A lot of people wonder what it takes to grow a garden full of tomatoes and really with just a little care your plants will do all of the work for you.
There are a few things that you need to do to prepare the plant and garden for your tomatoes.
First pick a spot in your yard that gets at least 8 hours of direct sun.
You want a spot that will get enough sun throughout the day that photosynthesis will turn water and sunlight into ripe tasty tomatoes. If you live in a zone 10 or very dry area then you will need to take care that your plants get good light but not so much that they won’t produce fruit. Tomatoes really love the same enviroment that we do about 80F with water every couple days. When it gets over 90F you may need to shade your plants or they will stop producing … much like you would find a nice tree to sit under to take a rest.
When you prepare your soil it should be full of compost. Tomatoes love soils that are rich and have less clay. They do not need something as nice as potting soil but you can add your own compost from the previous year or add some peet moss to loosen the soil.
Plant the tomatoes at the same level as they come out of your plant trays. Actually if you have a plant with a very long stem that is top heavy you can plant a few inches of its stem below ground and it will start roots.
When placing the plants you want to give about three feet of room between each one. If you plant too close you will have a smaller harvest so don’t try to squeeze plants in or you will endup with fewer tomatoes on your table.
Final preparation and care is fertilizer and watering. Tomatoes like a lot of nitrogen and you can purchase fertilizers that are specific to tomatoes or just use a standard 10-10-10 to prepare the soil then throughout the season spot fertilize with liquid fertilizer.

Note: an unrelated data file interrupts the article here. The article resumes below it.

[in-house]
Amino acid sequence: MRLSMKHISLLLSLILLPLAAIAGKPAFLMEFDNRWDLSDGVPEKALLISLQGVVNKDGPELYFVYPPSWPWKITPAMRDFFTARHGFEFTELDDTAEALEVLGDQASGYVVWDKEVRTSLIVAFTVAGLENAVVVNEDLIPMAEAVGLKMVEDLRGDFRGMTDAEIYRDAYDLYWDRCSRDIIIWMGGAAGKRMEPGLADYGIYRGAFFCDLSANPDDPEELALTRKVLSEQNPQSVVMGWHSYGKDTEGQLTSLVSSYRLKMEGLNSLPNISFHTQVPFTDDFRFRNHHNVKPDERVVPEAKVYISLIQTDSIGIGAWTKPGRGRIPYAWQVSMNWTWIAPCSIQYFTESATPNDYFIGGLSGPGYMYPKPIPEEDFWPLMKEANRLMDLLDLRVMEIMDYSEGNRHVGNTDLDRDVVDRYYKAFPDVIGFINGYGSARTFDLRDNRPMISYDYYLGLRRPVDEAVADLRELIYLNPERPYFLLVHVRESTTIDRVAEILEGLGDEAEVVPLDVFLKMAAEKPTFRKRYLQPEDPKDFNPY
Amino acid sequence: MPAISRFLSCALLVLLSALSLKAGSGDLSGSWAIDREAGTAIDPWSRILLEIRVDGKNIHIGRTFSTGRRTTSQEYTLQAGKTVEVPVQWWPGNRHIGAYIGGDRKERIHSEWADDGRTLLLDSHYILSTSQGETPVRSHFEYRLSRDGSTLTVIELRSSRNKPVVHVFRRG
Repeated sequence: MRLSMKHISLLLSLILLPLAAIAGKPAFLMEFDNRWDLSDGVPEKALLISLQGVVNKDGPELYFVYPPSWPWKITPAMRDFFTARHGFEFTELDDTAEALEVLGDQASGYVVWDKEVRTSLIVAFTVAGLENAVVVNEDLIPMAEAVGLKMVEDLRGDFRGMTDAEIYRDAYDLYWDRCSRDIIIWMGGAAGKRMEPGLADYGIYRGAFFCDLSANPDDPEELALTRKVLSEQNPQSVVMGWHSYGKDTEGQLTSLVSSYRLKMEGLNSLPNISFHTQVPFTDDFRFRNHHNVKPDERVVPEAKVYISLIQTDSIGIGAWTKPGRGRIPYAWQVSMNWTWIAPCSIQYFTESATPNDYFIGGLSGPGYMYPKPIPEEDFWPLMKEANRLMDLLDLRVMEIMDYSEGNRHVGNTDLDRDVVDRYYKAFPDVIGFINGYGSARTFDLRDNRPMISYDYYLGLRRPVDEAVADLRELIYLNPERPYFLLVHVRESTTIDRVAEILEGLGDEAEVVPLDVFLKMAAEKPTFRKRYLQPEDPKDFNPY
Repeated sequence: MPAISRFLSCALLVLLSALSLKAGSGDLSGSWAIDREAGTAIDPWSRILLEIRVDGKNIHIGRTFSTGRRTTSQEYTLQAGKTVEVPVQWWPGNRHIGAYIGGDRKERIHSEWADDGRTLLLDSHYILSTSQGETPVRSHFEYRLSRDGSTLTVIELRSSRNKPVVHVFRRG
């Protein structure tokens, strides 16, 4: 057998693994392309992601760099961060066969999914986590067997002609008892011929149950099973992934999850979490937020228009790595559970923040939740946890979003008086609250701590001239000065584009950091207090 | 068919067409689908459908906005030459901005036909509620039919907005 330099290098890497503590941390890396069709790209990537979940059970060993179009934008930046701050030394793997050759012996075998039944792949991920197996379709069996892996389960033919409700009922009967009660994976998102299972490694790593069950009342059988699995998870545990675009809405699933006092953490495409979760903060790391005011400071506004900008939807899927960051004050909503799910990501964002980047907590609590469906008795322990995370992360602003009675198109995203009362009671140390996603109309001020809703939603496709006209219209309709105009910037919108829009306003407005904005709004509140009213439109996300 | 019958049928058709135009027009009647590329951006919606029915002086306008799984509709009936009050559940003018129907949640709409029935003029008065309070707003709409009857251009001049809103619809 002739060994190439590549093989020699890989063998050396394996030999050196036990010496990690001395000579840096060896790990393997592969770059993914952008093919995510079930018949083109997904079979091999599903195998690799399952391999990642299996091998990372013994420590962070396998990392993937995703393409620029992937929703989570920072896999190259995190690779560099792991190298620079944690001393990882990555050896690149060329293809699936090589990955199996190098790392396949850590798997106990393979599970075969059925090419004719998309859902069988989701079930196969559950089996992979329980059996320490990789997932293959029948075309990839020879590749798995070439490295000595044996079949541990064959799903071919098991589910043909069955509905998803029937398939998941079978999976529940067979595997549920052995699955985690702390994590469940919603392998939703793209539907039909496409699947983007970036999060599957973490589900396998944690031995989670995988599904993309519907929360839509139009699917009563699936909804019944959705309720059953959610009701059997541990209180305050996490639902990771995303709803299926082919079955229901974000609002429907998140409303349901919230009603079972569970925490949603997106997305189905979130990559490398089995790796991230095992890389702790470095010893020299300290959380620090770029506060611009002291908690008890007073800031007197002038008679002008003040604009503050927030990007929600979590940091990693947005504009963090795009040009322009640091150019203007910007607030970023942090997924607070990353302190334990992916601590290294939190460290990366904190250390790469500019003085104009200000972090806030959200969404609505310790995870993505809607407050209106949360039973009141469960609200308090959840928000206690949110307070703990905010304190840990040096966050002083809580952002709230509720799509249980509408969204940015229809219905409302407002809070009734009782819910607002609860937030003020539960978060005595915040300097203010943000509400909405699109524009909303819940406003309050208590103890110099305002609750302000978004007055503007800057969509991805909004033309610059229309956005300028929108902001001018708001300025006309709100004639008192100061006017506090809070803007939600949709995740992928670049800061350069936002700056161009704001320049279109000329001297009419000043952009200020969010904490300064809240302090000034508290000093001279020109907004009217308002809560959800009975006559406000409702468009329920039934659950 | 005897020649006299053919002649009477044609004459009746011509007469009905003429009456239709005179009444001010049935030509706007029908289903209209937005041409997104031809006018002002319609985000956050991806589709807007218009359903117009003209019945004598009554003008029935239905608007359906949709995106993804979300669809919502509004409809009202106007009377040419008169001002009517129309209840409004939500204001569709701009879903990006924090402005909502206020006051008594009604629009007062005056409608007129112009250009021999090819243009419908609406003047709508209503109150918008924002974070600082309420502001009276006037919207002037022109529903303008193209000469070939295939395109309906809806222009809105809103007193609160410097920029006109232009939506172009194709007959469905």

Watering should be done every few days. You don’t want to water so much that you are wasting water but for the first 2 weeks and then when your plants are in full fruit you can water a little more.
Pruning Your Tomato Plants
If you are accustomed to pruning your trees and bushes then you know that making a clean cut with a sharp tool is always necessary. You never want to try to break off branches of your plants. If you do not have a dedicated pruner then you can probably get away with a good pair of scissors or a very good break away blade utility knife.
When pruning tomato plants the experts will say cut away all the sucker branches… but what is a sucker branch?
Sucker branches are any branch that does not have a tomato or flowers that could grow tomatoes.
Many people will say that you can cut away all of the sucker growth but you do not want to do this until the very end of the season. Plants need sun to turn to sugar to make sweet fruit and they absorb it from their leaves.
You should cut about 30 to 60 percent of your sucker growth or non fruit bearing branches throughout the season.
Your first pruning should be to shape the plant and increase growth of fruit bearing branches. Your final pruning should be to divert all energy to the fruit and common sense plays a part here.
You do not want to cut away all of your branches.. just enough to improve the quality of the tomato fruit.
Another important thing when making your first pruning you want to reduce the main stems of the plant to no more then 3 to 4 main branches. Tomatoes can get carried away and you will see that the large main branches will produce flowers and fruit but if you have too many branches your fruit will suffer.
If you have small fruit then pruning was probably needed.. If it is early enough in the season you may need to sacrifice a few producing branches to improve the overall health of the plant.
And remember it is not just that center branch between two others that you want to prune.. That is kinda a scam because those little branches will grow and produce flowers… (so i will not show you a specific branch to trim)… its any branch that does not have a flower or fruit or to reduce the branches to 3 to 4 main stems from the main trunk of the plant.